All the CCDF cranks ran on DeSantis’ gross, lying attacks on public education, and shameless dominance-based aggression.
So I see no difference at all between DeSantis and the CCDF’s criminal and/or criminal adjacent candidates.
But thousands of Polk voters did perceive a difference — or did not perceive a sameness. (It’s probably more the latter.) These voters and citizens dwell in what I’m calling “the abstraction gap.” It doesn’t make them cranks or bad people; it means they haven’t done an equation that many of us have done: T.I.T.S. = DeSantis.
These voters reject DeSantis-ism (and Trump-ism) when it’s put in their faces the way Saga Stevin (2021 Lakeland mayor’s race) and the CCDFers did this year. When they perceive it mostly elsewhere, it’s less immediately gross and threatening. In fact, some folks find it shamefully fun as abstract entertainment.
So I try to destroy abstraction in my approach to advocacy.
I never talked about or wrote about any of these people in the last six months without the words “criminal,” “gross,” and “crank” attached to them mercilessly. From Saga forward, I have hunted them morally. And we relentlessly de-abstracted them in a way we could not for DeSantis, in a way that’s very rare for a low information school board race.
We relentlessly and accurately defined these cranks in much the way John Fetterman did Dr. Oz. And hopefully, we have chased them from public and civic life, depending on whether Judd and Haas ever decide to do their jobs.
Indeed, if I had found Rick Nolte’s self-declared felonies and T.I.T.S. manifesto in June at the same time the CCDF candidates (except for Nolte, maybe) openly hired arch-criminal James Dunn, Sarah Fortney would not have narrowly lost because of low-information partisanship.
I blame myself for Sarah’s one-point loss.
Seminoles, Gators, and cranks
I’m going to leave you with this in thinking about how the terrible Dem/Lib state turnout and performance Tuesday co-exists with what we saw in Polk schools.
In my observation, in a two-party system, political behavior largely mimics football fan behavior. In a two-party system, the dynamics become very Seminoles v. Gators, but with different levels of intensity. Here’s fanhood equated a bit to voter patterns:
Rabid fans, whose identities are bound up in beating the Gators or Seminoles. When they lose, they get angry. The most extreme of them are likely to get really drunk and fight the other team’s fans. Super voters and J6ers.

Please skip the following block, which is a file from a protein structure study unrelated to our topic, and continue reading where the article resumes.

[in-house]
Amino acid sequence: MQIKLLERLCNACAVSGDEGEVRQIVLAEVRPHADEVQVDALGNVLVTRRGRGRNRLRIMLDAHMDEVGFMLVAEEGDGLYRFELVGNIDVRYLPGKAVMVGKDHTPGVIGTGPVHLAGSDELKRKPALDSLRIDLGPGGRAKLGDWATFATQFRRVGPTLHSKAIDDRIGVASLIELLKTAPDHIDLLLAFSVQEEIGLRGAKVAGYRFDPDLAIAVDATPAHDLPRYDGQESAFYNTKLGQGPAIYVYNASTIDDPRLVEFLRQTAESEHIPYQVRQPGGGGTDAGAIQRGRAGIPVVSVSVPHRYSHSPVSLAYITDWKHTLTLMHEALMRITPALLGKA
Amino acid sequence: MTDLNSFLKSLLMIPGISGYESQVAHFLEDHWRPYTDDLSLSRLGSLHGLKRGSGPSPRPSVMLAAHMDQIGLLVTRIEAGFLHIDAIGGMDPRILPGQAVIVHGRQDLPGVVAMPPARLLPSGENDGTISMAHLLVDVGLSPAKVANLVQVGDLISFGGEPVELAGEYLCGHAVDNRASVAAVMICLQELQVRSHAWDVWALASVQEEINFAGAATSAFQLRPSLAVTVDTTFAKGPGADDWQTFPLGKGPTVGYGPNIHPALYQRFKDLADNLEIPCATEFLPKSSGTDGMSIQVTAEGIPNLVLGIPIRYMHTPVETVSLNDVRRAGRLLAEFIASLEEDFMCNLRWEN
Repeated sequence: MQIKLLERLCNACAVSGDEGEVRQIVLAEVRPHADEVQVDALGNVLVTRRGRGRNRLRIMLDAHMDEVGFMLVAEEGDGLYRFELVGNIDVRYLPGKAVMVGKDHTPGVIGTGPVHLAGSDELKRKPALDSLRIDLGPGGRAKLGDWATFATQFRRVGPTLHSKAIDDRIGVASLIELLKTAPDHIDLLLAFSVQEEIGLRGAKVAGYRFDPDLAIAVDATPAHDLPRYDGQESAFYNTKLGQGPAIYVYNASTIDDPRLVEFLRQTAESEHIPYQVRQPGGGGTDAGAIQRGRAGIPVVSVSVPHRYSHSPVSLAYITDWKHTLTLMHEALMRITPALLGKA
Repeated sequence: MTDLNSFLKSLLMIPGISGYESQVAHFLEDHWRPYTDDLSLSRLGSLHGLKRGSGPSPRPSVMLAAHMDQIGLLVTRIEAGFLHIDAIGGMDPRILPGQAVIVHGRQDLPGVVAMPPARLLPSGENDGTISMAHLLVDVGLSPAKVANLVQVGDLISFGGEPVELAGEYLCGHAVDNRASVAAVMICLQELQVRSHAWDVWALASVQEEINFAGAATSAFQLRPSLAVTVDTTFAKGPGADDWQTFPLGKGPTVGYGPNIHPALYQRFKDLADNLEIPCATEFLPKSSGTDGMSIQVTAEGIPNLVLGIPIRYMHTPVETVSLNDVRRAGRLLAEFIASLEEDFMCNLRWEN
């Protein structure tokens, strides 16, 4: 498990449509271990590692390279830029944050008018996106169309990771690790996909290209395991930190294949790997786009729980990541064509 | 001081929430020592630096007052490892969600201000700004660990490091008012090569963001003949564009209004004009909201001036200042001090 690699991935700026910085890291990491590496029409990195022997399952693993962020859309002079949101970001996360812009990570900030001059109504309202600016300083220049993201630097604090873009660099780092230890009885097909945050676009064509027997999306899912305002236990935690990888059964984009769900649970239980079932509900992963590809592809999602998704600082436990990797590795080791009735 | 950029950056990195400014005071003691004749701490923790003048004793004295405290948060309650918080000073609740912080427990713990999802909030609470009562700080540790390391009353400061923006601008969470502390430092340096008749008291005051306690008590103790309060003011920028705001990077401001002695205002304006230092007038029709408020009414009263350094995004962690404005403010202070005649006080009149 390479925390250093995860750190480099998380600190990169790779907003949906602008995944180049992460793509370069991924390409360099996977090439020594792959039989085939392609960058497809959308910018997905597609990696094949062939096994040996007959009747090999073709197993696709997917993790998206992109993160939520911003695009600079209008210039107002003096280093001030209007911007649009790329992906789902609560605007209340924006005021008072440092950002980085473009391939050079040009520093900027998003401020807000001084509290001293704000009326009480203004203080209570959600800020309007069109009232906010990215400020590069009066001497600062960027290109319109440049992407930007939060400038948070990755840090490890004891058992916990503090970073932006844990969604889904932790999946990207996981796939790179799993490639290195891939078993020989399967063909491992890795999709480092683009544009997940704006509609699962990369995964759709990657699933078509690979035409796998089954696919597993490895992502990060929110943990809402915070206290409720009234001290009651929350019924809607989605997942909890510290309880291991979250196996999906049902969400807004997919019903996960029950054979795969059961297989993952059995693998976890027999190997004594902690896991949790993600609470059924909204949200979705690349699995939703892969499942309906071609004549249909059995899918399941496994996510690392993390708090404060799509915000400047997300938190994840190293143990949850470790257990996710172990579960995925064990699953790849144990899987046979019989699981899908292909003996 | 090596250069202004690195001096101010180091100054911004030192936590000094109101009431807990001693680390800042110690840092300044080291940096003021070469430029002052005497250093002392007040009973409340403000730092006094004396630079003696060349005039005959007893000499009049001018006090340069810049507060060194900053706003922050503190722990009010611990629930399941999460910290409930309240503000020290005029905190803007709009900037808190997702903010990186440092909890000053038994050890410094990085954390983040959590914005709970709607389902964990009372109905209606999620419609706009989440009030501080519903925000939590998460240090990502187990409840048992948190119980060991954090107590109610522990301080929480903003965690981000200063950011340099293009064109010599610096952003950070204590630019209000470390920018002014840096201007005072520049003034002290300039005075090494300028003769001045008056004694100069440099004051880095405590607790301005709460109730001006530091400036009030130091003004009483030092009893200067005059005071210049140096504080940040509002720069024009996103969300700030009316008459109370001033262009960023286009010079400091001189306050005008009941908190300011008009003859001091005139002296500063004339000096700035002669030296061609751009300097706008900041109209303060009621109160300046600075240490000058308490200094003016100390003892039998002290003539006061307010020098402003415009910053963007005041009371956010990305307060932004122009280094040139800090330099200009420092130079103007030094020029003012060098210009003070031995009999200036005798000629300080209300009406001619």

Loyal fans, who watch all the games and root for their team and against their rivals during the games but who can keep human perspective. They banter with and mostly like the opposing team’s fans while maintaining mostly unshakeable loyalty to their own team and antipathy to their rival. Super voters.
Casual fans, who will watch the game if it’s on or go to a game with friends. They root for the home team because everybody else does and it’s more fun; but their fandom is mostly a social/background entertainment exercise. Regular general election voters, but not definite. Sporadic primary/local voters.
Indifferent people, who have little to no interest in football and pay no attention unless something really dramatic happens to impose football on them. Rare to unregistered voters.
Fans of the game itself, concerned for the health of the players, the fan experience, the quality of play, etc.
In football, for most of my life, I was a #2 fan of FSU football, who veered into #1 (not the fighting) occasionally as a silly young man. These days I’ve drifted closer to #3, with some #5 mixed in.
In politics/distribution of power, however, I am entirely #5.
That’s because there is one giant difference between football games and politics: the human stakes of power distribution are life and death and wealth; the human stakes of a football game are nothing more but smack talk rights.
How Lisa did it
There just aren’t very many #1s among Democrats and NPAs, which is why libs haven’t ever done a Capitol Lynch Mob and the GOP has.
Lisa Miller lost all the #1s among the GOP; but she won all the Democratic #2s and a ton of the GOP #2s, who voted against their own team because she is a good School Board member and better person and local schools are much less abstract than the color of the other team’s shirt.
And she won the #3s across the board because cranks got in their faces and their space and they heard from their more attentive and passionate home team friends that this vote was important enough to turn on the home team. The #4s stayed home; and Lisa won all the #5s. That’s a winning coalition.
Moreover, if this (Saga Stevin there on the right) is what DeSantisland means, it’s not going to scale beyond Florida. And there are ways to attack and defeat it here.
More to come as we try to demolish abstraction, in the service of decency, together.